First: Went for a run today. The 9 k half-needle. I don't have a time for it, though, so you'll have to take my word for it that it was so speedy they had to come up with a new word for it: spdy. Too quick for vowels.
Second: Wanna do a review for the second episode of Dr Who. It answers some of the questions raised in the last discussion. But I want to read the Doctor Who essays in the anthology "Third Person" first (it's for my comp exam). But before that, I need to read the earlier anthology "First Person," because that's the one that someone's placed a recall notice on.
Third: Speaking of comp books, one of the best known books in design theory is on my reading list: Donald Norman's The Psychology Of Everyday Things (with the deliberate acronym of POET). Norman's principle is simple: in the modern world, people often have problems operating the simplest of objects, and the reason for that is that these objects are poorly designed. Rather than focus on the utility (or usability, as he puts it) of objects, designers focus on aesthetics, creating beautiful, frustrating objects. A properly designed object, he argues, should have an obvious affordance--that is, you should be able to tell how it's used by looking at it.And in addition to the notion of affordance, Norman lists the reasons he thinks people tend to make mistakes--we start out with one task in mind, but inadvertently turn our attention to another more common task. You reach for the plunger under the sink, but grab the toilet bowl cleaner. You go for a walk, and reach for the dog leash when the dog's staying overnight with the vet. You mean to drive to your children's gymnastic performance, but you drive to the bar instead. And so on.
Norman's message has a clear appeal: people like being told it's not their fault, it's someone else's. I know I do. Through out the course of my life, time and time again, certain people have accused me of lacking common sense (you know who you are). Just the hint that it might be because I'm weighed down by the detritus of other people's errors gives me the courage to face my lot with stoic resignation. On the other hand, I have to raise an objection to the opposition he's created, and state that, in some conditions, aesthetics IS the purpose of design, and the two can't be separated as easily as he does. (I have to define aesthetics. As an English major, it's written in my contract in very fine and very graceful ink.)
Finally, Norman also goes through many examples of poor everyday designs, and how they could be possibly improved. The computer gets a fair bit of his attention--the effect of a button in a program should be clear, and its effect after clicking should be just as clear--and, depending on the consequence of the button, easily reversible. The text was written in the 90s, so the computer examples are a little out of date; the next example, light switches, still holds strong. A row of light switches is very nice to look at, but there's no easy way to determine which switch goes with which light. Norman suggests that we redesign switches so that they are spatially overlaid on a miniature map of the room, thus eliminating the confusion.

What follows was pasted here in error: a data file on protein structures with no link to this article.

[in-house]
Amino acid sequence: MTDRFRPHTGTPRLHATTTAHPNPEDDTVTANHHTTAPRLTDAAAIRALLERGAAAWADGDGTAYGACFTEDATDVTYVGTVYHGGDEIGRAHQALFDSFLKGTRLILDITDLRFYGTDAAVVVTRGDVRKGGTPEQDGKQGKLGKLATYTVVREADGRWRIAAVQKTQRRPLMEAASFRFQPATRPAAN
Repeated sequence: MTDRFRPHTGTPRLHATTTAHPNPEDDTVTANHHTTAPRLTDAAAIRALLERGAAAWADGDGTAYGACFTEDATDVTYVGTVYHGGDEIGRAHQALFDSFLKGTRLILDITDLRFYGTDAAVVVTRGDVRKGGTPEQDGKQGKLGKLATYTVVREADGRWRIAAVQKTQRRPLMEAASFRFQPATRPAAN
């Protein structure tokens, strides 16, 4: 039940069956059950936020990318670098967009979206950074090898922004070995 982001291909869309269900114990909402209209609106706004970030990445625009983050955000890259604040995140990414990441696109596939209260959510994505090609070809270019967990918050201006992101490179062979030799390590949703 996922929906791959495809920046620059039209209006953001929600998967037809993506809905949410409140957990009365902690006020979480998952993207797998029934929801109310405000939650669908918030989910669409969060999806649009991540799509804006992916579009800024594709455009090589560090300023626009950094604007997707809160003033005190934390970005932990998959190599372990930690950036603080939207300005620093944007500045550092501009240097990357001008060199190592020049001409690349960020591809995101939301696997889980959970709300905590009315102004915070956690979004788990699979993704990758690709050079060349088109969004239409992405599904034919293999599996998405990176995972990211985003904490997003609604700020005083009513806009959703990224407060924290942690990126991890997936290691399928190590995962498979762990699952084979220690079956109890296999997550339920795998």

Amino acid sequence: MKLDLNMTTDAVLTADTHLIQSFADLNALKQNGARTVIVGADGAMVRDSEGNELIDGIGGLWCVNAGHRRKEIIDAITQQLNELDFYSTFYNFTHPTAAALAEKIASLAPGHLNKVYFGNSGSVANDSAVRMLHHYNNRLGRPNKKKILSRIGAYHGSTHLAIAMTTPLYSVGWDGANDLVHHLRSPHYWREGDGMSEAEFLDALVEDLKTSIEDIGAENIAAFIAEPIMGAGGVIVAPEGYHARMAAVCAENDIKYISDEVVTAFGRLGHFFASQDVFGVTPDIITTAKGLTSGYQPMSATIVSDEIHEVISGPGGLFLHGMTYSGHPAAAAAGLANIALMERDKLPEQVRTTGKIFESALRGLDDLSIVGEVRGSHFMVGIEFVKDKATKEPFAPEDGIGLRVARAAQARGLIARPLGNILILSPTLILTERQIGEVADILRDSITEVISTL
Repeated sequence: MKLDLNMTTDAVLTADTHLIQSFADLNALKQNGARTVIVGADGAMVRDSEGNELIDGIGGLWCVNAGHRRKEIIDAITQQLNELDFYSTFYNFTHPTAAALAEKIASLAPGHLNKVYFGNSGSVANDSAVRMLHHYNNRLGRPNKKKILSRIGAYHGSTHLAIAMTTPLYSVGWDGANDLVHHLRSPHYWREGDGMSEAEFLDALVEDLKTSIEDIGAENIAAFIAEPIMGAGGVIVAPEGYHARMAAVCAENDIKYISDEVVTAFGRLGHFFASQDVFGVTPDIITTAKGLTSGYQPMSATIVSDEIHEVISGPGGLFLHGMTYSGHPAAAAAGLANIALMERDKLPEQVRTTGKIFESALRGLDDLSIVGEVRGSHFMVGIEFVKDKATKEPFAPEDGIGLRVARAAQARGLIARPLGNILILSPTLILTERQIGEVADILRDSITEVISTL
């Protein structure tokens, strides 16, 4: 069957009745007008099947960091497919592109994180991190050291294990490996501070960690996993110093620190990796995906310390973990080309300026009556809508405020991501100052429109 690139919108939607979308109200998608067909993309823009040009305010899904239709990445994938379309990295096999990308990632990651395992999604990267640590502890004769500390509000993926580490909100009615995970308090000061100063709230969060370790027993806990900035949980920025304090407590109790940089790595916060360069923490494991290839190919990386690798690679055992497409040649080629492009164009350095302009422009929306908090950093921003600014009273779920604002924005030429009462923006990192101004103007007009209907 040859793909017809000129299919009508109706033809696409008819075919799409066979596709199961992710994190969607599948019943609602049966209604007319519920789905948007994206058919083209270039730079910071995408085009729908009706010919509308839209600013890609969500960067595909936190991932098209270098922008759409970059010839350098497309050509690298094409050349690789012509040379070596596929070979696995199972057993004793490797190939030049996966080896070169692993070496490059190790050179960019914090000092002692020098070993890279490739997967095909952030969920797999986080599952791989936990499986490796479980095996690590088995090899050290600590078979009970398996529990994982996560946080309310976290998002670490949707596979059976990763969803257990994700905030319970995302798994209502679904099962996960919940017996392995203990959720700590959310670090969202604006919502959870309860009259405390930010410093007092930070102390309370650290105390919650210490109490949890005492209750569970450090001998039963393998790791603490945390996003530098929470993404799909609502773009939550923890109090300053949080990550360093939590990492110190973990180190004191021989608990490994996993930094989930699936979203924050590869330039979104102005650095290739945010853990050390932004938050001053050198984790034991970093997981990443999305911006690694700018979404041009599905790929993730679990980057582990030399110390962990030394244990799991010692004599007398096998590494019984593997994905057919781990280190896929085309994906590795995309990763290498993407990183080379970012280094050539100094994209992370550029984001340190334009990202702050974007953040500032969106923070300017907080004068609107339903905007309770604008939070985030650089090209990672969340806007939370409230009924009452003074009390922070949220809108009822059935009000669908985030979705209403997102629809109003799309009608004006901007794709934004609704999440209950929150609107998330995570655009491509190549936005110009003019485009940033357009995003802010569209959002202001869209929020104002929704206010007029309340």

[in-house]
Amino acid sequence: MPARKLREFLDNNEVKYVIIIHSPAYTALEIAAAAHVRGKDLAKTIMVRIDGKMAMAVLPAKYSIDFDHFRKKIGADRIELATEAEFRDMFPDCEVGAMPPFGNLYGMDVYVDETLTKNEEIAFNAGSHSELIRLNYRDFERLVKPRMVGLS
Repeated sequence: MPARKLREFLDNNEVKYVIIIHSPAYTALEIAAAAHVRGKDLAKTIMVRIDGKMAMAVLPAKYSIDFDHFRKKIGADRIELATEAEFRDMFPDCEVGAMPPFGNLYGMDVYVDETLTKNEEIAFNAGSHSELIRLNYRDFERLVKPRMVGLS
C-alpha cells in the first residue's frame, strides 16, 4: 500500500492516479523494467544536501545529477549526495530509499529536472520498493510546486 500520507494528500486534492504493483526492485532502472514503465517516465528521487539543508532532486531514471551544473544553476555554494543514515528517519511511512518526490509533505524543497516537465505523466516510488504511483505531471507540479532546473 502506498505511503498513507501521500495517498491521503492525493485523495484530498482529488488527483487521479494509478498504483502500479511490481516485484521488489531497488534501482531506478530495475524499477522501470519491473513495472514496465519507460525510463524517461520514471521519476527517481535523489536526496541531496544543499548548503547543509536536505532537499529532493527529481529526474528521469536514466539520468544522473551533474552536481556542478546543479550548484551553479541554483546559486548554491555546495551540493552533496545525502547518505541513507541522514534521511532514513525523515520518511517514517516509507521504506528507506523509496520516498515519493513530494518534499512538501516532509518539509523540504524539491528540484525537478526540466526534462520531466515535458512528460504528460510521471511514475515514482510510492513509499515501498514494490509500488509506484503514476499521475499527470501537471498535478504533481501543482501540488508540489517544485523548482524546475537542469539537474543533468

And then there's doors. Doors need to indicate whether they should be pushed or pulled. Many fail to do so. On something as simple as a door, Norman feels that if it requires any instruction, even the word "PULL," it is poorly designed. Instead, a door that needs to be pushed should have an horizontal crossbar, whereas a door that needs to be opened should have a vertical handle. I mention doors because I've been having door-related problems recently. Thanks to some lovely allocation policies, the English PhD students in my department have their offices in a separate building than the rest of the English department. Sometimes, this means a lot of back and forth. The buildings are beside each other, but designed in strange half-oval shapes that open in opposite directions (The only logical, yet admittedly apocryphal, explanation I've heard for this is that it's to prevent massing for student protests). Thus, there is one and only one set of doors that allows for easy passage from one to the other. Fine enough. You get used to the pattern, and move on with your life.
Recently, though, the door to the English Department has been replaced. The replacement is a very pretty door. It has a crossbar on the inside, and a handle on the outside. Sadly, the outside handle is ornamental--the door is designed to open from the inside only. What this means is that I can still take the same route from the department to my office, but I have to take the long way around to get from my office to the department. And, because the old route is still in my head, I still walk all the way to the old door before I realize my error and start moving in the correct direction.
Recently, though, I've noticed that some industrious soul has found a way to circumvent the forced circumference circling--every day, someone puts a bucket in the door to prop it open. Every day, someone removes it at the end of the day. This means that the entrance way is subject to the elements and the outdoors far more than usual--so whichever person decided that the campus would be better served with that door closed has created a situation where the door is now open far more often than ever.
This isn't a principle that Norman mentions, but maybe it should be: People adjust to bad design decisions. One way or the other.